17:10 GMT +322 October 2018
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    Yusufov seeks blocking stake in Bank of Moscow

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    Russian businessman Vitaly Yusufov, Bank of Moscow's second largest shareholder, has asked the central bank to allow him to increase his 19.91 percent share to a blocking stake, Kommersant business daily quoted Yusufov as saying on Friday.

    Russian businessman Vitaly Yusufov, Bank of Moscow's second largest shareholder, has asked the central bank to allow him to increase his 19.91 percent share to a blocking stake, Kommersant business daily quoted Yusufov as saying on Friday.

    "We sent a request about a month ago. As far as I remember, legislation related to the central bank, banks and the whole package of instructions which additionally regulate the issue, the period for the central bank to consider such requests is either very long or unlimited," he told Kommersant in an interview.

    A blocking stake of 25 percent plus one share allows the shareholder to block all important decisions.

    Bank of Moscow, the capital's investment vehicle under former Moscow Mayor Yury Luzhkov, was recently taken over by state-run VTB bank after President Dmitry Medvedev fired Luzhkov over a lack of trust last fall.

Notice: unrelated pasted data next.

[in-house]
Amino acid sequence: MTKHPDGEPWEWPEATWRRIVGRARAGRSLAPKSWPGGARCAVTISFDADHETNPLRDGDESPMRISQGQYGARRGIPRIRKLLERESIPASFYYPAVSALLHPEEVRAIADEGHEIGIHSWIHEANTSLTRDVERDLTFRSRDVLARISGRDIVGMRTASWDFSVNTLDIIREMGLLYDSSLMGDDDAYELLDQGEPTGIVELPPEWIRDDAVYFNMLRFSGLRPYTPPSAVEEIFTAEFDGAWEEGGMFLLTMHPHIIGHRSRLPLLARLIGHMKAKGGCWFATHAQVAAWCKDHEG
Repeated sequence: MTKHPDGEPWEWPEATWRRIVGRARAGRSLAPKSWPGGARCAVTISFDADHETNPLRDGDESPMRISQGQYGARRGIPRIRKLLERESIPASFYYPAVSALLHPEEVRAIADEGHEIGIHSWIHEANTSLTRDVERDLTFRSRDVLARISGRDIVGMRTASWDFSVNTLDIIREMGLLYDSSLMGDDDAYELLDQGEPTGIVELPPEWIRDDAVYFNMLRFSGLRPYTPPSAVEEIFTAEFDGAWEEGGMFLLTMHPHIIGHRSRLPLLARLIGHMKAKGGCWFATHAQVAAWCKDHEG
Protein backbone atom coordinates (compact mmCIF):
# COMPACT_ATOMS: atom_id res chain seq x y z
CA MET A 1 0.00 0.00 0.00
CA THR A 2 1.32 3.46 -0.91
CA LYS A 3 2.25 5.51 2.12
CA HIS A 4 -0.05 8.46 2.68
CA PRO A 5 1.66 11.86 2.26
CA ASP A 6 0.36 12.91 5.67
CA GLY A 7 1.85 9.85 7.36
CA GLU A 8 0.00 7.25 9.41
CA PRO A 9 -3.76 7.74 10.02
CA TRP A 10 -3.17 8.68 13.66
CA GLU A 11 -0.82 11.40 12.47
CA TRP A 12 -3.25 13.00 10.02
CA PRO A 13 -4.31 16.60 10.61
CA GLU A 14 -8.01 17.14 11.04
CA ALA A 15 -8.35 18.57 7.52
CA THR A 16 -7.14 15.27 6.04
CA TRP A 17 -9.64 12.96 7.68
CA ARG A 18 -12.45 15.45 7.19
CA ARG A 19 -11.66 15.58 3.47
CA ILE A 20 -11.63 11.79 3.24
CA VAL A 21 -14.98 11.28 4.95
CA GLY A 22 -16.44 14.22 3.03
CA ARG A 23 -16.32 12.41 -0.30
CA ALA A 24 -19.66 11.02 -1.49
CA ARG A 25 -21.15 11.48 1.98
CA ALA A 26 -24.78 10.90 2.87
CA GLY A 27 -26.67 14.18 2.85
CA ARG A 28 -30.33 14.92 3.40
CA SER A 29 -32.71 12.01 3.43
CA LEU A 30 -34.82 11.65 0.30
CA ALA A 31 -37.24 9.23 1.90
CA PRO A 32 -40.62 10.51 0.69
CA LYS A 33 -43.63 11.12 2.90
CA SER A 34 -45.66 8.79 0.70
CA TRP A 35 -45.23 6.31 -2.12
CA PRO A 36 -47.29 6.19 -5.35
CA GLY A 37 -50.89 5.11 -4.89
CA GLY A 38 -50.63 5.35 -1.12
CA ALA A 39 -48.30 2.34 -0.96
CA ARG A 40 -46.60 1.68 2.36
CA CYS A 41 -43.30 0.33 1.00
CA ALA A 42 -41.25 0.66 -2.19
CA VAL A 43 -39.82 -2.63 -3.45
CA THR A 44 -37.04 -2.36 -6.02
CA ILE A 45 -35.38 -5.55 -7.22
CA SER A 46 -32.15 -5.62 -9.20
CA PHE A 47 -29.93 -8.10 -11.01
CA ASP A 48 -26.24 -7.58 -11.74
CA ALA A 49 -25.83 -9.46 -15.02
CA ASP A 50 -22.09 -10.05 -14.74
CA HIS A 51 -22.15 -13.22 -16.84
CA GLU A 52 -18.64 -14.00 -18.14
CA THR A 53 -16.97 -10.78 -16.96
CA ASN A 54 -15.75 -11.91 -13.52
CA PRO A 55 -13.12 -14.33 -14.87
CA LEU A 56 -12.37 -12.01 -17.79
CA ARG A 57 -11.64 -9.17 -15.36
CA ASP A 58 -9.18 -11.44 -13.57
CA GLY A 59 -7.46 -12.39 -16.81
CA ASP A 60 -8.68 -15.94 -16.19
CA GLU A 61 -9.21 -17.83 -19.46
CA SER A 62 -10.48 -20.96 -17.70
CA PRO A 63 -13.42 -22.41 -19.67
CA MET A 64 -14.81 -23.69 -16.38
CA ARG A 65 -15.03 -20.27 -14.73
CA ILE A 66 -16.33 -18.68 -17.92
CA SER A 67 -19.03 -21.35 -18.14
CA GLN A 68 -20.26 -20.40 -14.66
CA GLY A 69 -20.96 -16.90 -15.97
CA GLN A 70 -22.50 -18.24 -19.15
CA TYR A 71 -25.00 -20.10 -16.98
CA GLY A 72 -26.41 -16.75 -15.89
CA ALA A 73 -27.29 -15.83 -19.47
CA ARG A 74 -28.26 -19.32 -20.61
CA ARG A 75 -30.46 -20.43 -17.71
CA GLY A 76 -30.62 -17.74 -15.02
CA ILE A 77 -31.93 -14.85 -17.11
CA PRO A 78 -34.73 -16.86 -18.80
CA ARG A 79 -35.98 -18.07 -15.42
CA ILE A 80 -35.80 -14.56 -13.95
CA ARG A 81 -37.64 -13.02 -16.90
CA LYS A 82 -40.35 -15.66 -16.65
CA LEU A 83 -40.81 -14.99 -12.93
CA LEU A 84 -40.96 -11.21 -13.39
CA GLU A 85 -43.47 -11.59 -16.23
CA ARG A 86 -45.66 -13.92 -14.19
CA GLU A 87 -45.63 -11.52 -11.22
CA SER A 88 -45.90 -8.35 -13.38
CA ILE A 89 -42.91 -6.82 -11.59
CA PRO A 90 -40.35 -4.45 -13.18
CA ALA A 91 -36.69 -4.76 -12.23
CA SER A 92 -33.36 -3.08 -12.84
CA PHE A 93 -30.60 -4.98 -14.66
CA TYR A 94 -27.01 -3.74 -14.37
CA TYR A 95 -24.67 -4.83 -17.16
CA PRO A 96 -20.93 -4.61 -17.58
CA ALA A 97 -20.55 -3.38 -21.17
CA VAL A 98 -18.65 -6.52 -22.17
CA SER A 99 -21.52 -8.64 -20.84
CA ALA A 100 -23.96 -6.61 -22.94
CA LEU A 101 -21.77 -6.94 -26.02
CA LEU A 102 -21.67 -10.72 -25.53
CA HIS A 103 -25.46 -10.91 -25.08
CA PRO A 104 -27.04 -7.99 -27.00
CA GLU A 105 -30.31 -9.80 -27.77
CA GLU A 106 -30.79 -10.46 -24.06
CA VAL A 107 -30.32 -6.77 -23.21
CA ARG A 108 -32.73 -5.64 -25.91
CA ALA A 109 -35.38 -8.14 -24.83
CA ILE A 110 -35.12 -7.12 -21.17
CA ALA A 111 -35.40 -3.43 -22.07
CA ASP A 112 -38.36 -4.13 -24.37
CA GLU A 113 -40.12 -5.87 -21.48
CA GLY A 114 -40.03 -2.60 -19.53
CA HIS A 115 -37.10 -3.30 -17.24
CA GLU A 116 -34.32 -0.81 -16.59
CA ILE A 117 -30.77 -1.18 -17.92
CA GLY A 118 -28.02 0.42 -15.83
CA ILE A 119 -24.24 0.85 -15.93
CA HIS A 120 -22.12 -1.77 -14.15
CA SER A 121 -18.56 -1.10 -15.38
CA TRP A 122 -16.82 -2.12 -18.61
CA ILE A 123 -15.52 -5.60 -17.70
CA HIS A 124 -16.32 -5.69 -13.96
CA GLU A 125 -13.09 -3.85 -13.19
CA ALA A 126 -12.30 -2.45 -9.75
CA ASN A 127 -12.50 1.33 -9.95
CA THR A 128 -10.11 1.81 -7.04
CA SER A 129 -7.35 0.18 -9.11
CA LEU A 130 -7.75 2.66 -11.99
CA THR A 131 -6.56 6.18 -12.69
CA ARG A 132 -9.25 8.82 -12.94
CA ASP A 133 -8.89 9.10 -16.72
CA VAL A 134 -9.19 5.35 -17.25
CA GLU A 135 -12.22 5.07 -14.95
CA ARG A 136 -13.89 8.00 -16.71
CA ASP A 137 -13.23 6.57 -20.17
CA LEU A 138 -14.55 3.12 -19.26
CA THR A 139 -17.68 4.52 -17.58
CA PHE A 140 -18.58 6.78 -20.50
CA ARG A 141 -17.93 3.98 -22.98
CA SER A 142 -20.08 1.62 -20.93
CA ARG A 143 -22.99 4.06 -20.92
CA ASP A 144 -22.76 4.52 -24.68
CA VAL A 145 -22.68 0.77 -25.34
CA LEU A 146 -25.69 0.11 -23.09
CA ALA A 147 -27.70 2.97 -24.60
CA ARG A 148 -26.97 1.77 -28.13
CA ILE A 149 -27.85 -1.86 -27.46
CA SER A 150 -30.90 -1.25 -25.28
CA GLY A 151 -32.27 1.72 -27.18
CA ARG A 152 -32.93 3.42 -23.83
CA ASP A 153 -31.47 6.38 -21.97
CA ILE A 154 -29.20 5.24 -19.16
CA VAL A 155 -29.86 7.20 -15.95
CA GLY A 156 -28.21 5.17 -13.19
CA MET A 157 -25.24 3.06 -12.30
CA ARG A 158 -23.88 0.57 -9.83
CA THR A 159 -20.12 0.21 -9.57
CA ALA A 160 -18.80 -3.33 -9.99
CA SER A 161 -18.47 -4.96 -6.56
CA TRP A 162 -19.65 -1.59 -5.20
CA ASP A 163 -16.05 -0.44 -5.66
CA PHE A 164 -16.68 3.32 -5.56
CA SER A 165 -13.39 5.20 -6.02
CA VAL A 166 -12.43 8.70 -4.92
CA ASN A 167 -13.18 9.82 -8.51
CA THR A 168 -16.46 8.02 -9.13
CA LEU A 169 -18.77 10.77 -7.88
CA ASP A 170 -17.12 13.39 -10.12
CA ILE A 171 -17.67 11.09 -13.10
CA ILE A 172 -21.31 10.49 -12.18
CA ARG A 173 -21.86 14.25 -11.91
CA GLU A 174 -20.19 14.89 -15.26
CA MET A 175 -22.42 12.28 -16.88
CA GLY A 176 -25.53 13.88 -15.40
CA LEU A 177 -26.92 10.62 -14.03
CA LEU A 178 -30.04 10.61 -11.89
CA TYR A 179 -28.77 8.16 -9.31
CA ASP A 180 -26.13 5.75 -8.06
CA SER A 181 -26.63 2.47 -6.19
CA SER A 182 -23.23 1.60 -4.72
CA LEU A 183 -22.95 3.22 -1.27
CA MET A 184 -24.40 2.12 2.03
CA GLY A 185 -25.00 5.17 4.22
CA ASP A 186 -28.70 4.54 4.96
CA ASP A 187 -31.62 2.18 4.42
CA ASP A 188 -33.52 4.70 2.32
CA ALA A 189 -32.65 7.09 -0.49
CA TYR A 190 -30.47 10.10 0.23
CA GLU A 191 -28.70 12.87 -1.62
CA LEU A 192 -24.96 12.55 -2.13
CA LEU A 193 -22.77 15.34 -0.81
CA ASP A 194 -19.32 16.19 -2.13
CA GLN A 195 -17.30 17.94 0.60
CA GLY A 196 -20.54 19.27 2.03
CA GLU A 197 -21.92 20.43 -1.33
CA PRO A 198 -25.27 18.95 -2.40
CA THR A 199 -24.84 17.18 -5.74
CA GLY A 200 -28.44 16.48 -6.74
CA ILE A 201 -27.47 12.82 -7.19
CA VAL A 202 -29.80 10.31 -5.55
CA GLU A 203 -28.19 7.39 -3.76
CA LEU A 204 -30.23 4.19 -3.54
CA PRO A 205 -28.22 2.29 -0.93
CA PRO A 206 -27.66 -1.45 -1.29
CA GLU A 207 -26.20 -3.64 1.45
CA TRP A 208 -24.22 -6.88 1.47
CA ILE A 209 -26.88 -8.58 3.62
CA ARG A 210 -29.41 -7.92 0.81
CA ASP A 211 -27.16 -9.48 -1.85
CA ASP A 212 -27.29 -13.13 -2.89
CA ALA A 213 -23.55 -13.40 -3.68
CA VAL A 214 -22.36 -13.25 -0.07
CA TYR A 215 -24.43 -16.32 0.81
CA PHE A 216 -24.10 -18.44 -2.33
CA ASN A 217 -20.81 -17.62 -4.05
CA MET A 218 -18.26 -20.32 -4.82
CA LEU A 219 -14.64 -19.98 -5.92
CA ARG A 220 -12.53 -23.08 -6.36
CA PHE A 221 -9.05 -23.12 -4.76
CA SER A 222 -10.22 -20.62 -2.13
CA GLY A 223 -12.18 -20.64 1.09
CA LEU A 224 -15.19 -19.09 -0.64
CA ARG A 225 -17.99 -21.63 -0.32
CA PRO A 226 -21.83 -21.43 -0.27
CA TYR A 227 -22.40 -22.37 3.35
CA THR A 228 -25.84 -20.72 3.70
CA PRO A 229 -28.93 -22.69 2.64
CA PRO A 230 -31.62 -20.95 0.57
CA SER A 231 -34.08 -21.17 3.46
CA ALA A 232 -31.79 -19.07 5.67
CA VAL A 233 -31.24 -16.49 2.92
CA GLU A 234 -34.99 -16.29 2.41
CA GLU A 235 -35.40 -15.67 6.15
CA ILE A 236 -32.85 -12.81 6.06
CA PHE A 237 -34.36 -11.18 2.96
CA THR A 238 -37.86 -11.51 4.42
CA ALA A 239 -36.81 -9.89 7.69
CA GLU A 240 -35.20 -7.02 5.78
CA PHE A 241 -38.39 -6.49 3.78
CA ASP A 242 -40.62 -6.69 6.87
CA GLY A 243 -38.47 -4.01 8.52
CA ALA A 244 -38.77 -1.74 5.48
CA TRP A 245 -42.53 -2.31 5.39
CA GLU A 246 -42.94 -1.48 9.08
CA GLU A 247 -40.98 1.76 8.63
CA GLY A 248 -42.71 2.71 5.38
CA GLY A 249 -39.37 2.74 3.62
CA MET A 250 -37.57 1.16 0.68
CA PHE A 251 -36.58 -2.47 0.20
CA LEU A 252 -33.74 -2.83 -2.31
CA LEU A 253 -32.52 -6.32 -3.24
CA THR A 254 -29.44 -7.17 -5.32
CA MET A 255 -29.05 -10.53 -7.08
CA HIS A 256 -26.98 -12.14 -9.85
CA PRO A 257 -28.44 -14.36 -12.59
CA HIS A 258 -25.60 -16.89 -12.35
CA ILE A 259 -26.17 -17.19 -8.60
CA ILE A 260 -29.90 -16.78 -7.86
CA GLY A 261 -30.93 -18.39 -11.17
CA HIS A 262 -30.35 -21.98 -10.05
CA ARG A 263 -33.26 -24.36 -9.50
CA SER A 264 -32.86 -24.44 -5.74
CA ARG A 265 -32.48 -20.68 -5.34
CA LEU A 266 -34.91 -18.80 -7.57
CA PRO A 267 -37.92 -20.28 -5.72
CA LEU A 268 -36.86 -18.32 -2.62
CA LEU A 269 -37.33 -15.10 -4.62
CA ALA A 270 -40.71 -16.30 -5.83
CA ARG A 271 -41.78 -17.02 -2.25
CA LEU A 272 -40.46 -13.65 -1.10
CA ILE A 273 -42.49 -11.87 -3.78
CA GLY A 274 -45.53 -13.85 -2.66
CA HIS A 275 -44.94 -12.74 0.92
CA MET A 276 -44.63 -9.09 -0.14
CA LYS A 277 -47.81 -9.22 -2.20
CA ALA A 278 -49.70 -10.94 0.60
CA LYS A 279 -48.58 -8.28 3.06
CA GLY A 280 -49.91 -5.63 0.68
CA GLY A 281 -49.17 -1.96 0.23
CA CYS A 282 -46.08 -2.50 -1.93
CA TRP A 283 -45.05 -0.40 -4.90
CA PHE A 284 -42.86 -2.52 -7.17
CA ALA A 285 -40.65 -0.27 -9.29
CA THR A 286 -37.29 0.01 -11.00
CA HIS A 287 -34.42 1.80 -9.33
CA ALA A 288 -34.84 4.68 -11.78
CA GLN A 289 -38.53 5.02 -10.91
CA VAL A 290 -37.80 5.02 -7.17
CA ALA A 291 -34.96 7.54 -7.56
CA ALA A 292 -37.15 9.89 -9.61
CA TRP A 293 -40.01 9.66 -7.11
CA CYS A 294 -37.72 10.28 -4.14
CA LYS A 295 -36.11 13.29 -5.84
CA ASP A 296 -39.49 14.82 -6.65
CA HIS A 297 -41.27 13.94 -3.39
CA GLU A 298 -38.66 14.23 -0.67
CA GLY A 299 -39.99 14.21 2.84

A central bank check last week revealed a significant hole in Bank of Moscow's assets and it will receive a bailout of 400 billion rubles ($14.28 bln), a record sum for the Russian banking system.

    VTB, which will contribute 100 billion rubles to the bailout, needs to hold 75 percent of Bank of Moscow to receive the remaining 300 billion rubles from the central bank.

    Media reports said Yusufov acquired his stake with the help of a $1.1 billion loan his company had taken from Bank of Moscow, but Yusufov denied this on Friday.

    Yusufov bought the shares from former Bank of Moscow head Andrei Borodin, who strongly opposed VTB's takeover and saw the sale as a way to impede it.

    When asked whether it was his or Borodin's initiative to sell the shares, Yusufov said: "This is an interesting question. I cannot answer it right now." 

    Borodin, who denies any wrongdoing, has fled Russia and is wanted on an international arrest warrant.

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